“For God so loved the world that He gave…” (Jn 3:16).  The heart of the one true and living God as the Holy One of Israel has always been to redeem the nations unto Himself.  His glorious plan of redemption was a forethought not an afterthought subsequent man’s rebellion and fall into sin and death (Rom 5:12).  The Lord Jesus Christ is the ultimate sacrifice and is described as the Lamb of God slain from the foundation of the world (Jn 1:29; Rev 13:8).  Isaiah’s ministry as “the prince of the prophets” is consistent with God’s “prophetic program” to redeem the nations through the direct instrumentality of the nation of Israel. “Yahweh’s plan was to reach the world by relating to Israel in particular” (Goldingay, 2014, p.125).

First of all, the nations must recognize the Holy One of Israel as the one true and living God.  Goldingay rightly affirms this Biblical reality, “They need to…recognize the emptiness of their gods, and…go to proclaim Yahweh’s honor among the nations (Is 66:19)” (Goldingay, p.121).   Upon recognizing who God is, the nations must therefore reject their idols and gods as utterly false and impotent before the Holy One of Israel.  “Every knee is to bend to Yahweh, acknowledging that faithfulness and might lie in Yahweh (Is 45:20-25)” (p.122).  This has been the challenge in every generation throughout the entire course of history.  The words of Joshua echo down through the corridor of time and beckon to us yet today, “And if it seems evil to you to serve the LORD, choose for yourselves this day whom you will serve, whether the gods which your fathers served that were on the other side of the River, or the gods of the Amorites, in whose land you dwell.  But as for me and my house, we will serve the LORD” (Josh 24:15 NKJV).

Any theological analysis of the Biblical text must recognize the privileged status of the nation of Israel in times past over and above the gentile nations of the world (Rom 3:1-2; 9:1-5; Eph 2:11-13).  Moore noted that “Isaiah pictured those from all nations streaming into Jerusalem in the last days (2:2; 66:18-20), participating in the eschatological banquet (25:6-7), enjoying worship of God (56:7), righteousness and praise (61:11)” (Moore, 1997).  The Biblical and historical reality of Israel’s privileged status is in accordance with the covenants of promise made to the patriarchal fathers of Israel beginning in Genesis 12 with the Abrahamic Covenant.  Dispensational theologian, Charles F. Baker, wrote with penetrating insight into this very topic.  “In fact, the prophetic kingdom program was that the Gentiles were to be blessed through Israel; therefore, Israel must first be blessed before she could in turn pass on the blessings to the Gentiles.  It is axiomatic that wherever the message is to Israel only, or to Israel first, the ministry is that of the Messianic Kingdom.” (Baker, 1978, p.128).  Having said this, Goldingay rightly affirms that God’s plan of redemption was never meant to exclude those of other ethnicities.  “Foreigners need not feel that just because of their ethnicity they are the victims of the separation or distinction (hibdil) that Yahweh expects of the holy over against the ordinary or the clean over against the taboo” (p.123).  By the time of Christ’s earthly ministry, the nation had degenerated so far into the greedy clutches of man-centered religion that the Holy One of Israel’s intention for the temple was lost or long forgotten (Matt 21:12-13; Mk 11:15-17; Lk 19:45-46; Jn 2:13-16).  Goldingay said that “Yahweh’s house is called a prayer house for all peoples.  Any group that wishes to commit itself in covenant to Yahweh can come there” (p.123).  Living today in the dispensation of the grace of God where there is no advantage to being of a particular ethnicity is a tremendous privilege that should fill our hearts with an overwhelming sense of humility, gratitude, and surrender before the Holy One of Heaven.  “For there is no distinction between Jew and Greek, for the same Lord over all is rich to all who call upon Him” (Rom 10:12).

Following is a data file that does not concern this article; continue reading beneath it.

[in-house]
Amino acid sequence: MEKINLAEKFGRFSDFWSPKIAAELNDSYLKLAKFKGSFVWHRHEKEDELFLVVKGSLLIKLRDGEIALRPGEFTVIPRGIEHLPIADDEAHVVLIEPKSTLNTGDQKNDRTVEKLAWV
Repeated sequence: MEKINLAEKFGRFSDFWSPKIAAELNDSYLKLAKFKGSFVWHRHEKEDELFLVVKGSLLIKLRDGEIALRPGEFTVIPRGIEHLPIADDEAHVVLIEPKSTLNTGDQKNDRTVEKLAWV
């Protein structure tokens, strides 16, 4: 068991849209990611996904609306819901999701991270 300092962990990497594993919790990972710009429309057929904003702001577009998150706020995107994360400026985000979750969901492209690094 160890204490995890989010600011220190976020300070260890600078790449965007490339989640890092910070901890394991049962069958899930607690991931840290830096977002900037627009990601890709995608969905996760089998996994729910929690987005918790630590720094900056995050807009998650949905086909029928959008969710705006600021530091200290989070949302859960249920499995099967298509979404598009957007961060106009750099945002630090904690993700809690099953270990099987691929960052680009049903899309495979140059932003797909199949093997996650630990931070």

Along the lines of this same theme, Goldingay observes that, “Yahweh does not abandon the particularity that characterizes the Scriptures as a whole.  Yahweh’s plan was to reach the world by relating to Israel in particular; Israel’s resistance to Yahweh brought it chastisement and shame, but it is still through Israel that Yahweh fulfills that purpose” (p.125).  Scripture in general and Isaiah in particular does indeed affirm that the nations of the world would be reached through the direct instrumentality of the nation of Israel (Is 60:3-5).  Speaking of the prophesied millennial kingdom of heaven on earth, Bultema writes that “During this golden age of Christ’s reign, the nations will be converted.  First Israel is saved, united, and exalted, and after that and through them, the nations will be, also.  Jerusalem will the seat and focal point of this glorious period of peace; nevertheless, it will encompass the ends of the earth and the most distant peoples.  Then, the promise of Genesis 12:3 will be truly fulfilled for the first time.  Of this restored Israel it is said, ‘And the Gentiles shall come to thy light, and kings to the brightness of thy rising’ (60:3)” (Bultema, 1981, p.28).  In reference to the Gentiles coming to the brightness of Israel’s rising in the prophesied Messianic Kingdom, Ed Hindson of Liberty University writes, “this refers to the fact that all of the nations (goyim) of the earth will be attracted to the Light…Again, one must remember that the Light is not the light of Zion, but rather the beauty and radiance of the Lord as shining upon the Zion.  The people are ultimately attracted not to Israel, but to the Lord” (Hindson, 1999, p.852).